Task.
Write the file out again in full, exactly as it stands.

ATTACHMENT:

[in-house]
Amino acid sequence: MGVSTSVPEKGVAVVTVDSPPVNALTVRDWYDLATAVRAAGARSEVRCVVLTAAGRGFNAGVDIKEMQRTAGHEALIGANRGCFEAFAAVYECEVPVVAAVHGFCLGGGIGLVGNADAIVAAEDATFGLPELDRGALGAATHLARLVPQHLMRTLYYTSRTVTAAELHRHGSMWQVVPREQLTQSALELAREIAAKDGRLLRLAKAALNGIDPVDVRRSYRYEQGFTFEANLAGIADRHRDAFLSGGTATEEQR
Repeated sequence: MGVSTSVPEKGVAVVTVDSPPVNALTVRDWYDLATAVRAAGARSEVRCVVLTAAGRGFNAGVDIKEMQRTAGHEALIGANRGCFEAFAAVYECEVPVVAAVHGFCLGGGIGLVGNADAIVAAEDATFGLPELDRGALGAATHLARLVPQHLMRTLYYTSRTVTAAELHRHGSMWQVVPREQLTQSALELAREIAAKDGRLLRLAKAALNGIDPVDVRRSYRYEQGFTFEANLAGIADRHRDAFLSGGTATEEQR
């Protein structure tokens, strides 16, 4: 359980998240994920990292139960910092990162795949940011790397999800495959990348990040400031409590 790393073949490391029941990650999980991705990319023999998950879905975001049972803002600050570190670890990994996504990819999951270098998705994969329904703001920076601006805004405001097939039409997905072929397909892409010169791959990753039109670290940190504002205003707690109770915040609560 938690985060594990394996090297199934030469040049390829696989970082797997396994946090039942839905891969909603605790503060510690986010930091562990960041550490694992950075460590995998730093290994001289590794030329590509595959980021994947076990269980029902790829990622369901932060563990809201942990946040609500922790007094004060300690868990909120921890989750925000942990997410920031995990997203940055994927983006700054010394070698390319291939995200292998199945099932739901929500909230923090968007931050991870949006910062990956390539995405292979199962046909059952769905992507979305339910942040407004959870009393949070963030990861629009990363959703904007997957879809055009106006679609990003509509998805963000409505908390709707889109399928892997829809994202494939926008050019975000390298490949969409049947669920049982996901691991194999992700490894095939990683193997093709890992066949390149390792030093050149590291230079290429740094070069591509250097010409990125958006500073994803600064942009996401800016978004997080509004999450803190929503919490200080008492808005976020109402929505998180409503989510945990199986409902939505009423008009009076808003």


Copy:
[in-house]
Amino acid sequence: MGVSTSVPEKGVAVVTVDSPPVNALTVRDWYDLATAVRAAGARSEVRCVVLTAAGRGFNAGVDIKEMQRTAGHEALIGANRGCFEAFAAVYECEVPVVAAVHGFCLGGGIGLVGNADAIVAAEDATFGLPELDRGALGAATHLARLVPQHLMRTLYYTSRTVTAAELHRHGSMWQVVPREQLTQSALELAREIAAKDGRLLRLAKAALNGIDPVDVRRSYRYEQGFTFEANLAGIADRHRDAFLSGGTATEEQR
Repeated sequence: MGVSTSVPEKGVAVVTVDSPPVNALTVRDWYDLATAVRAAGARSEVRCVVLTAAGRGFNAGVDIKEMQRTAGHEALIGANRGCFEAFAAVYECEVPVVAAVHGFCLGGGIGLVGNADAIVAAEDATFGLPELDRGALGAATHLARLVPQHLMRTLYYTSRTVTAAELHRHGSMWQVVPREQLTQSALELAREIAAKDGRLLRLAKAALNGIDPVDVRRSYRYEQGFTFEANLAGIADRHRDAFLSGGTATEEQR
């Protein structure tokens, strides 16, 4: 359980998240994920990292139960910092990162795949940011790397999800495959990348990040400031409590 790393073949490391029941990650999980991705990319023999998950879905975001049972803002600050570190670890990994996504990819999951270098998705994969329904703001920076601006805004405001097939039409997905072929397909892409010169791959990753039109670290940190504002205003707690109770915040609560 938690985060594990394996090297199934030469040049390829696989970082797997396994946090039942839905891969909603605790503060510690986010930091562990960041550490694992950075460590995998730093290994001289590794030329590509595959980021994947076990269980029902790829990622369901932060563990809201942990946040609500922790007094004060300690868990909120921890989750925000942990997410920031995990997203940055994927983006700054010394070698390319291939995200292998199945099932739901929500909230923090968007931050991870949006910062990956390539995405292979199962046909059952769905992507979305339910942040407004959870009393949070963030990861629009990363959703904007997957879809055009106006679609990003509509998805963000409505908390709707889109399928892997829809994202494939926008050019975000390298490949969409049947669920049982996901691991194999992700490894095939990683193997093709890992066949390149390792030093050149590291230079290429740094070069591509250097010409990125958006500073994803600064942009996401800016978004997080509004999450803190929503919490200080008492808005976020109402929505998180409503989510945990199986409902939505009423008009009076808003």